Economics/Class Relations

Boomers stick it to millennials

Hi, I’m Matt Turner, the editor in chief of business at Insider. Welcome back to Insider Today’s Sunday edition, a roundup of some of our top stories.

On the agenda today:

But first, get on the list: Insider is hosting an exclusive event in NYC the evening of April 18, exploring art and AI. Space is strictly limited — but we want to give Insider Today readers the chance to attend.


Write to to tell us how AI will transform your role, your company, or your industry. We’ll pick three of the most fascinating responses — and those readers will bag an invite.


Next up: Introducing our new destination for climate action.

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One Planet

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Optimists don’t just dream — they do. That’s the thinking behind One Planet, our new hub for climate action.

Expect ongoing coverage on topics such as sustainable travel and products, breakthrough technologies, and leaders who are innovating in their fields.

We’ll also be hosting virtual and in-person events, introducing our first climate advisory council, and more.


Gen Zers are sick and tired of their jobs

iStock; Robyn Phelps/Insider
Young workers may not possess the experience or wisdom of their older colleagues, but they’ve always had one advantage in the workplace: their enthusiasm. Unattached and kid-free, they’re willing to burn the midnight oil.

But since the pandemic hit, there’s been a startling shift. Gen Zers and young millennials have soured on work just as much as everyone else — and that’s bad news for companies everywhere.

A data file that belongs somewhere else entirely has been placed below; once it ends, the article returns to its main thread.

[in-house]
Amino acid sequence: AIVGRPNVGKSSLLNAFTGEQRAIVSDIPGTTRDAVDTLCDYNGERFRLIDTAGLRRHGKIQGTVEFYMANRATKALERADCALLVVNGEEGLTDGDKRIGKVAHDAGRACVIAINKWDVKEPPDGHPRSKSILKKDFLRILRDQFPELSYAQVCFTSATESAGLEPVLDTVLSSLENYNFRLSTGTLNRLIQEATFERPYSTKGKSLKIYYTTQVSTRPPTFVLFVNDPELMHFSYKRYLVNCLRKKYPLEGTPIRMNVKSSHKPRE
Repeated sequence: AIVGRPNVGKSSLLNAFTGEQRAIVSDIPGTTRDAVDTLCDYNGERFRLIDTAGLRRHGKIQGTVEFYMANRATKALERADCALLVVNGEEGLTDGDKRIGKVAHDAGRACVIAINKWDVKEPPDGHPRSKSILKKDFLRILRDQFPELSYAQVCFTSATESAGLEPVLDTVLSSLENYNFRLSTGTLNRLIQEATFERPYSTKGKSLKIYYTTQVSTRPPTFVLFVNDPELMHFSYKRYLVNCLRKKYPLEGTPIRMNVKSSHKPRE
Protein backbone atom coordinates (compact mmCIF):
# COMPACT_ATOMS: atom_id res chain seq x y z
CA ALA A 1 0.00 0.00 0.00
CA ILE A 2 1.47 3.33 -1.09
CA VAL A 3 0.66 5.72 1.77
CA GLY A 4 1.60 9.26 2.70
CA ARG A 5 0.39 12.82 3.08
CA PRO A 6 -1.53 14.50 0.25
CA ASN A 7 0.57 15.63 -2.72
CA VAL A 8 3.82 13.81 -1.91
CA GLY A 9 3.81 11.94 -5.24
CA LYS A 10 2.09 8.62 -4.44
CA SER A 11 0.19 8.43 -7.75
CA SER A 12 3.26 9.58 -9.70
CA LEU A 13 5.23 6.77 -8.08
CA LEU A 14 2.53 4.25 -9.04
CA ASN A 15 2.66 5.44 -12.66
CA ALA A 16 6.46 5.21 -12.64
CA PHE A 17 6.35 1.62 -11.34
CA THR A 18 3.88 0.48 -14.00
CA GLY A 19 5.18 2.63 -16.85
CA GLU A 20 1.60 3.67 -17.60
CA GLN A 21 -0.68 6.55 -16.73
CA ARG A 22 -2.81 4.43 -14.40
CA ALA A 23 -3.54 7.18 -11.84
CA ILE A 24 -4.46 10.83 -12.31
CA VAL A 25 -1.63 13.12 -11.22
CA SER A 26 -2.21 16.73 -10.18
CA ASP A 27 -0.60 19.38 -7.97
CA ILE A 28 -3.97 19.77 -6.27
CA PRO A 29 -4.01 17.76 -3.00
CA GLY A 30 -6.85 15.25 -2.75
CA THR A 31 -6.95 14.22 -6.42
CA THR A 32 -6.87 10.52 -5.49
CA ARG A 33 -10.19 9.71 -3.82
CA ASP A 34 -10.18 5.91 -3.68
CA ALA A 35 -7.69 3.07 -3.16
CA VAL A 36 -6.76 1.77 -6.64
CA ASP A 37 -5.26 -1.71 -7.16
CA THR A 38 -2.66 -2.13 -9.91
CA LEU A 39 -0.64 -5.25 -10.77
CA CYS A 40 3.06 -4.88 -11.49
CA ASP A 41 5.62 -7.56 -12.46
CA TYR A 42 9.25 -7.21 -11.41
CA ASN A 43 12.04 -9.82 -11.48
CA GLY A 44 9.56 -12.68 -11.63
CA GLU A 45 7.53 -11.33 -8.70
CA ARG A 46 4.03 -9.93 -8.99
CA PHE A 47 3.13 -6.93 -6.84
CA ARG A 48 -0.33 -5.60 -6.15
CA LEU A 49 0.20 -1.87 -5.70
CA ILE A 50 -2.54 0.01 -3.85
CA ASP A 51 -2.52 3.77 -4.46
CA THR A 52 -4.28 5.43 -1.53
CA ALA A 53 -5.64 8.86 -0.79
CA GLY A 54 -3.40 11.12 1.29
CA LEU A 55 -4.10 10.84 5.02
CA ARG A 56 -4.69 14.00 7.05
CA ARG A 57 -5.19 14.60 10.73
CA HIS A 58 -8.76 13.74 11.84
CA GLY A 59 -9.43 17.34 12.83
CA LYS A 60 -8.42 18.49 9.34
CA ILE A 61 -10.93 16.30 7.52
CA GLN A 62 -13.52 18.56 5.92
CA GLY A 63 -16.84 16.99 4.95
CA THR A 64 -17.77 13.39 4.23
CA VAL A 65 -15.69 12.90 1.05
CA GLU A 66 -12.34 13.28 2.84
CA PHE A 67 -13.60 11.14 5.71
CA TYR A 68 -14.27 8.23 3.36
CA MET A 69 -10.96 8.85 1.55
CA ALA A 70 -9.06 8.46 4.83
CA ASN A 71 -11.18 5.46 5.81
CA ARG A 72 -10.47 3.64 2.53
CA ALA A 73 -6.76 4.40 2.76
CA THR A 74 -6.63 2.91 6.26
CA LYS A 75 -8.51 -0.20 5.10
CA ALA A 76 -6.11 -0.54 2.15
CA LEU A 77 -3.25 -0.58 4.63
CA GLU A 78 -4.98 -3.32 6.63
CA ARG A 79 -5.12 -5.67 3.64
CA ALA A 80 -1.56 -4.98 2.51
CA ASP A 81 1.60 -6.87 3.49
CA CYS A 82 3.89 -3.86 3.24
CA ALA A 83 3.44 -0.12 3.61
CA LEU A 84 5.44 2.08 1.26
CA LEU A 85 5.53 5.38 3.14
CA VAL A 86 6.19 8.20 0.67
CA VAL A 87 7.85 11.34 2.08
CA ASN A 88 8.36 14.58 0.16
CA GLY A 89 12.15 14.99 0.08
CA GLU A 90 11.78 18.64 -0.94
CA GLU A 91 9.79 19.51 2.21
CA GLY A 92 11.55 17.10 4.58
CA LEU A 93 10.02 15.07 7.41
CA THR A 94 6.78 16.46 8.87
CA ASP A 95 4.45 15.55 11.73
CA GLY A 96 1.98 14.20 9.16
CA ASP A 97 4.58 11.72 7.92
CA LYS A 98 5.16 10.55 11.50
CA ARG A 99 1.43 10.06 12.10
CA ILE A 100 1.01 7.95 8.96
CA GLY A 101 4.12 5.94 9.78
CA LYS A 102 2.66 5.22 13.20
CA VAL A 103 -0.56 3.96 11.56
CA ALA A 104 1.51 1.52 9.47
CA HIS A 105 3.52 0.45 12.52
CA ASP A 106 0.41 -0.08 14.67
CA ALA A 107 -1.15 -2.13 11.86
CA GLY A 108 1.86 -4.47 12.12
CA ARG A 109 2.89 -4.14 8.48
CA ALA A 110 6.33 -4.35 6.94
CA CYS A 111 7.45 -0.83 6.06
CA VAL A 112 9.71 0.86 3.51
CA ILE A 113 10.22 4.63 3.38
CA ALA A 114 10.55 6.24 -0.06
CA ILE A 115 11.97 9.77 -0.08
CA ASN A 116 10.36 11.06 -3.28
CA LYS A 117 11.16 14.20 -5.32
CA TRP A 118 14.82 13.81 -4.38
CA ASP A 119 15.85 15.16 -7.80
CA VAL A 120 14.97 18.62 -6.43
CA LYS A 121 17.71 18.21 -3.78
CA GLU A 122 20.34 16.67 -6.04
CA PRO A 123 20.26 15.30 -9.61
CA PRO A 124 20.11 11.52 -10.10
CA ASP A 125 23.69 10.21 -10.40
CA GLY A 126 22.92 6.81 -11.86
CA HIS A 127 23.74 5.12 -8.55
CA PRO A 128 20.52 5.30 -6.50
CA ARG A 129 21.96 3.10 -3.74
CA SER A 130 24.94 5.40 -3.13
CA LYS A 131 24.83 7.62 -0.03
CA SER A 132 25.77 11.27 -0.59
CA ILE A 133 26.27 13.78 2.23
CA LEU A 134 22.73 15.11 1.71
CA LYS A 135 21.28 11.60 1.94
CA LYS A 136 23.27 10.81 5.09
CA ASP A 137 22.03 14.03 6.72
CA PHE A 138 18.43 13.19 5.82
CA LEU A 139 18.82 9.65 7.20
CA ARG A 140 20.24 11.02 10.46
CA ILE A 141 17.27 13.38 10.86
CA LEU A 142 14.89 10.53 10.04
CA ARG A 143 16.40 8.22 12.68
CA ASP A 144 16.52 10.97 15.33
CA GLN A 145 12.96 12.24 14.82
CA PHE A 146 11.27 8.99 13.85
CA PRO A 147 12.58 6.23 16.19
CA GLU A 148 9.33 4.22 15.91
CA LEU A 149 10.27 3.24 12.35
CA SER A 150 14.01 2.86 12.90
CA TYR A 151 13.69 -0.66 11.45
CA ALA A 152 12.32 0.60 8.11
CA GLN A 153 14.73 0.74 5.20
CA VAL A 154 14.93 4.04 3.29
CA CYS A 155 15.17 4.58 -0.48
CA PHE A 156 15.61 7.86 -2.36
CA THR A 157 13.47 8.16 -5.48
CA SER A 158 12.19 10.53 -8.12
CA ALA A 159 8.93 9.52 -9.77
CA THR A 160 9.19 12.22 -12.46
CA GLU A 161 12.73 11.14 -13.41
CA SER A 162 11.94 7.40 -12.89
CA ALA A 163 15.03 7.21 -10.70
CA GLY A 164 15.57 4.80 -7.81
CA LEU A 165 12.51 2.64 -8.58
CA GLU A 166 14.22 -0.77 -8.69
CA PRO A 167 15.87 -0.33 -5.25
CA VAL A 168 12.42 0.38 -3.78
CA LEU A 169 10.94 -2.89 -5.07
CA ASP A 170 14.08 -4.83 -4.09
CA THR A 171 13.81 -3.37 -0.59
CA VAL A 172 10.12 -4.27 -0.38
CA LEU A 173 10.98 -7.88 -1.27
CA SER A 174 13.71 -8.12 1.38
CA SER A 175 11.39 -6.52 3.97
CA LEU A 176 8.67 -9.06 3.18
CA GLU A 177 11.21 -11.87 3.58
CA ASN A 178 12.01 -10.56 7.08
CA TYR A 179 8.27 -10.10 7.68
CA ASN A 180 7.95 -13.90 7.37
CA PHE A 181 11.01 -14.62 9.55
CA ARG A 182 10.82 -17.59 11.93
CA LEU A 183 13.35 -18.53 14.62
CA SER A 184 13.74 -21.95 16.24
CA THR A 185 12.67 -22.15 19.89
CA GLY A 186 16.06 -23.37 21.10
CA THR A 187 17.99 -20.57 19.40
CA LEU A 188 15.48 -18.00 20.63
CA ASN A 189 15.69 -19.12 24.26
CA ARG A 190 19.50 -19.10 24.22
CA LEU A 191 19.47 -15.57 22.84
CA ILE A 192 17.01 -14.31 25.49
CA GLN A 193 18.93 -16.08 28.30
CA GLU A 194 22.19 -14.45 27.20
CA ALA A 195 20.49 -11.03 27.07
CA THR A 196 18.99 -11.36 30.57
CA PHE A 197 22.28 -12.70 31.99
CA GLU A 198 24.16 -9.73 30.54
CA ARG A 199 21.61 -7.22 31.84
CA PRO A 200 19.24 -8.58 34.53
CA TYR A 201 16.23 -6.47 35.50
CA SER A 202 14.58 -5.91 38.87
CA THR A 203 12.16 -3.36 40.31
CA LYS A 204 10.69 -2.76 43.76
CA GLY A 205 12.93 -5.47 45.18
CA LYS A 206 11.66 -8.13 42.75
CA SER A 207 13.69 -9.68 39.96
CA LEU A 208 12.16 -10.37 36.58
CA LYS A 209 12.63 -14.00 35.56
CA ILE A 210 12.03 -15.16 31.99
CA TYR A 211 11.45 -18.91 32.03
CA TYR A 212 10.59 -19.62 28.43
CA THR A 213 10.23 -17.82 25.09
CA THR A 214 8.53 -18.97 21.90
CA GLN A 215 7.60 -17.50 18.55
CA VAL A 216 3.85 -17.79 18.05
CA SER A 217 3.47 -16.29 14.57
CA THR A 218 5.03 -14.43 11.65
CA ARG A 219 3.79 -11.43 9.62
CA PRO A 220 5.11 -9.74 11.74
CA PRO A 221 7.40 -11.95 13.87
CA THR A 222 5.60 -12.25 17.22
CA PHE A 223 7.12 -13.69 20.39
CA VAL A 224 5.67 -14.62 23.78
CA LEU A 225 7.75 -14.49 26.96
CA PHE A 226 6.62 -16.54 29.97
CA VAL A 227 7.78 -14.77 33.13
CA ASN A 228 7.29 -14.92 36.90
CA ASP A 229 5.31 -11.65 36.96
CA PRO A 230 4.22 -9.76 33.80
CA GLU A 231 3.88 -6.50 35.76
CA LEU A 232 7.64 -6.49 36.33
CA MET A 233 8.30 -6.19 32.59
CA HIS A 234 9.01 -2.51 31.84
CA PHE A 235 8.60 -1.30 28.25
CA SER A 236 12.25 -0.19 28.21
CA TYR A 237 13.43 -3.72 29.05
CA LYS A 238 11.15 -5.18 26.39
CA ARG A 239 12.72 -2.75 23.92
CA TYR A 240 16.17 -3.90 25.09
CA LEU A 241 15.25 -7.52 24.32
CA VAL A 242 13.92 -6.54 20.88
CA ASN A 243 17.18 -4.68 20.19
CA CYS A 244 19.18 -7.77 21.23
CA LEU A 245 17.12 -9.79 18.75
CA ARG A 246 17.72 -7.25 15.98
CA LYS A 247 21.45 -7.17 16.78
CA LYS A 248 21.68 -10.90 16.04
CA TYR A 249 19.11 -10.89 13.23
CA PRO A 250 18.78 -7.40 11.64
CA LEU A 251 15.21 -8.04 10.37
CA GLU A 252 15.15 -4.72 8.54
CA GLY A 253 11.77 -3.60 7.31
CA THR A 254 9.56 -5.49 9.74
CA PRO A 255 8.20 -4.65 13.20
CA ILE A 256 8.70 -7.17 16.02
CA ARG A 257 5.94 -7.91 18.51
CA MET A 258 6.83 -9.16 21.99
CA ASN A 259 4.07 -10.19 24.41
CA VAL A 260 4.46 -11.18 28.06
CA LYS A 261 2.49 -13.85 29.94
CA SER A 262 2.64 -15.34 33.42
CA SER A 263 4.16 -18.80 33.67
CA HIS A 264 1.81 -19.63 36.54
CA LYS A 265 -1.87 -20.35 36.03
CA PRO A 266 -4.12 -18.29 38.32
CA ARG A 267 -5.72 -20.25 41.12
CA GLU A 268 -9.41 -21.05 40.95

Read the full story.

Also read:
‘The next Joe Rogan’
Tyler Le/Insider
Over the past few years, Lex Fridman has gone from an unknown academic researcher to a social-media celebrity and member of Elon Musk’s inner circle. In his podcast, Fridman asks scientists, historians, and artists a series of wide-eyed questions. It all seems innocent enough.

But recently, “The Lex Fridman Podcast” has become a haven for a growing and powerful sector looking to dismantle years of “wokeness.” To the hordes of young men fed up with the so-called mainstream media, Fridman is challenging the status quo, one interview at a time.

More on the rise of Lex Fridman.

Boomer homebuying bonanza
Bill Oxford/Getty Images; Arif Qazi/Insider
Millennials have never had it easy in the housing market. But the sheer size of the generation and the fact that many of its members have reached prime homebuying age mean that with each passing year more millennials are literally getting their foot in the door.

But after a decade in which millennials sat atop the housing-market heap, baby boomers have suddenly and unexpectedly seized the upper hand. The sudden reversal is a sign of the financial strength of boomers, but it also underscores the bleak prospects for millennials.

How older house hunters are schooling their successors.

Also read:
Google and gold
Will Varner/Insider; Getty Images; Scott Flanders
In December, Tyler Mancuso, a 29-year-old salesperson at the adtech firm Ezoic, stopped by the precious-metals company Oxford Gold Group’s building in Beverly Hills. He said he was picking up a $9 million order for 151 gold kilo bars.

But Mancuso would never get his hands on the gold — the FBI arrested him while he was en route. Court filings say he illicitly acquired the millions he’d used to pay for the gold by exploiting Ezoic’s systems and rerouting a $9 million payment from Google to his own Chase bank account.

Inside the alleged scheme to defraud Ezoic.

“I knew that when I wanted to go back to work, I would be judged for my time off. So I fibbed a little.”
— An anonymous accounting employee who lied on their résumé to get their current job — and thinks others should do the same.

Salesforce, ABC News, & more


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This edition was curated by Matt Turner, and edited by Dave Smith and Lisa Ryan. Get in touch:

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